"South Stream is a project directed against Europe and especially Ukraine. It's used to pressure Ukraine into Russia's direction -- first economically and then politically," Fischer said Wednesday at the European Autumn Gas Conference in Berlin. Such a move, he added, would "completely change the geopolitical situation" between the European Union and Russia.
Fischer's strong language is a sign that the battle of the pipelines is in full swing. He's an adviser to Nabucco, a European pipeline project intended to reduce Europe's dependency on energy imports and a direct competitor to South Stream.
Backed by Germany's RWE and OMV from Austria, Nabucco would transport Caspian and Middle Eastern gas to Western Europe, bypassing Russia. Consortium members are currently in talks to secure gas from northern Iraq, Azerbaijan and Turkmenistan.
The Kremlin as a response launched South Stream, which is now vying for similar supplies and customers than Nabucco. Ever since a row over gas prices with Ukraine in 2006, the Kremlin has been accused of using its energy reserves as a political pressure tool.
Ukraine has flirted with NATO membership and aims to join the European Union, a westward course Russia is eager to delay or stop altogether, observers say. Kiev needs transit fees from Russia to consolidate its budget, so South Stream, which has the potential to reroute much of the Russian gas sent through the Ukraine, could do severe damage to Ukraine's economy.
People close to Nabucco have also said Russia that is pressuring potential Nabucco suppliers in Central Asia -- Russia's traditional sphere of influence -- into committing to South Stream.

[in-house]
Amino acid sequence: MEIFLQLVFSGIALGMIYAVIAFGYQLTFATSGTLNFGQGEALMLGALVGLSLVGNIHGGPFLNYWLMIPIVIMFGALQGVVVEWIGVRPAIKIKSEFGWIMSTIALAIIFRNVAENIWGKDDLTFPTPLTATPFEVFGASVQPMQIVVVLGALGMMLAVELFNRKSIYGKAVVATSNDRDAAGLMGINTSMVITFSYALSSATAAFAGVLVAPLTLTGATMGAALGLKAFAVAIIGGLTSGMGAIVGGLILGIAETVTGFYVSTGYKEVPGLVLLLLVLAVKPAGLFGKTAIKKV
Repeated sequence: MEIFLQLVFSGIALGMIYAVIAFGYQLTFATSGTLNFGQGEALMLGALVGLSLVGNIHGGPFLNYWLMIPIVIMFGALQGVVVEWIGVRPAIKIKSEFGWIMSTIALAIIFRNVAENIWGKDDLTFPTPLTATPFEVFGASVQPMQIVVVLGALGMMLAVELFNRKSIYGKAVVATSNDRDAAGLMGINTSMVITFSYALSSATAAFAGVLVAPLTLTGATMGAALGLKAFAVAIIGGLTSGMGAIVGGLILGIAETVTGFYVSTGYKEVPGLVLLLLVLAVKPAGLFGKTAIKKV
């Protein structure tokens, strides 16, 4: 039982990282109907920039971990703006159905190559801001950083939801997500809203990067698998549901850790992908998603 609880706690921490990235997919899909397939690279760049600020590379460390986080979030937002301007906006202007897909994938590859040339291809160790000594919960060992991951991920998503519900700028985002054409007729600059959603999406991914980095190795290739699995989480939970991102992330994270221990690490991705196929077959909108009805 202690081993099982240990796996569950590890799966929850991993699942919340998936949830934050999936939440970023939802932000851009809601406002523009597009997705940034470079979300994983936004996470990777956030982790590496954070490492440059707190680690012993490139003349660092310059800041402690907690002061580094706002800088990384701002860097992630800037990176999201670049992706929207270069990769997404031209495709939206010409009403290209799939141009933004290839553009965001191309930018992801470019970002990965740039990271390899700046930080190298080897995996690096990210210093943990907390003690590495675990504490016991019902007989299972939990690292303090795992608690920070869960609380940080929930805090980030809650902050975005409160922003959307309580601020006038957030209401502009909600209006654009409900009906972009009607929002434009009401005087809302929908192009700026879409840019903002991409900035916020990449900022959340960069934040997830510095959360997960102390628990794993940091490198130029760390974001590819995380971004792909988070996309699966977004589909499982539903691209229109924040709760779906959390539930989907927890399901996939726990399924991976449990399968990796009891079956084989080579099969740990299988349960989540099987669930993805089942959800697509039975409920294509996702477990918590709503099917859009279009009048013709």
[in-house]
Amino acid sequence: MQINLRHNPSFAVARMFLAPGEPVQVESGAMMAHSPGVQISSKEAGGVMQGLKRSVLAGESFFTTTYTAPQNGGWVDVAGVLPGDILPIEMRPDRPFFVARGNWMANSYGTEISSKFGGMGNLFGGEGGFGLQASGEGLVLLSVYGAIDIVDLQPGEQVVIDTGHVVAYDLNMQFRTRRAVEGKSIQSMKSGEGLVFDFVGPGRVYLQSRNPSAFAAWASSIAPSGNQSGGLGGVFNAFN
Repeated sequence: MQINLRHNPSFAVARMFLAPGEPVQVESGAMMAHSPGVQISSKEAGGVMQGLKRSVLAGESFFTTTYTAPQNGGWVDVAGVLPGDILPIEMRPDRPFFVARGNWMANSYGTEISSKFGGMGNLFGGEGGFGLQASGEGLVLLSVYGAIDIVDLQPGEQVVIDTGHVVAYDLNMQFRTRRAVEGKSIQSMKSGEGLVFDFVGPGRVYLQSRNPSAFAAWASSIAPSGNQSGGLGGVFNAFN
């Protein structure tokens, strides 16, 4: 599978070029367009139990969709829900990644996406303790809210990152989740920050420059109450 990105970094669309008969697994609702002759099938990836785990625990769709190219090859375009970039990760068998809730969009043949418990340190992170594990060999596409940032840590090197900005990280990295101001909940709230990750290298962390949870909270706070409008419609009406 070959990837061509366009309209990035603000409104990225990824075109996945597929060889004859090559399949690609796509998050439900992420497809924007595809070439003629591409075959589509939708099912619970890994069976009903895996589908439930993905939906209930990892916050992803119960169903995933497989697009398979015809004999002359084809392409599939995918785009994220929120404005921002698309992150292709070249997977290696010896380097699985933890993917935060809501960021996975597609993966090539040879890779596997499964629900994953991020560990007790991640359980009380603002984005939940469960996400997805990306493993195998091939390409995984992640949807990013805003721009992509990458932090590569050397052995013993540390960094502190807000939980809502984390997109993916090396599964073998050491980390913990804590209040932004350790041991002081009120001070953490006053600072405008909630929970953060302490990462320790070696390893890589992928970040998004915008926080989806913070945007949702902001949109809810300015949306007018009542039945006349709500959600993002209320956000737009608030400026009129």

In the battle of the pipelines, this could spell the defeat of Nabucco, as experts have warned that there is room for only one of the two projects.
Fischer, Germany's foreign minister from 1998 until 2005, said the choice is clear.
Nabucco could establish transit country Turkey as a "second energy hub for Europe," bind Central Asia to the West and help stabilize Iraq, he said. It might even convince Iran, which sits atop vast gas supplies, to "change its mind politically" to join the project, he added.
Marcel Kramer, South Stream's new chief executive officer, said at the same conference in Berlin that his pipeline wasn't about geopolitics but about supply and demand.
"Our pipeline makes economic sense," Kramer said in a discussion with Fischer, arguing that companies such as Italy's Eni wouldn't invest in South Stream just to further Russia's interests. "We simply want to get gas from A to B."
Fischer contested Kramer's pledge that South Stream, led by Russia's state-controlled energy giant Gazprom, could be built for no more than $14 billion.
"I heard rumors that Eni has a feasibility study which is talking about $40 billion," Fischer said, adding that South Stream will have trouble getting financing.
Kramer's reply came immediately.
"Let's agree to disagree," he told Fischer, "and see what the bankers have to say."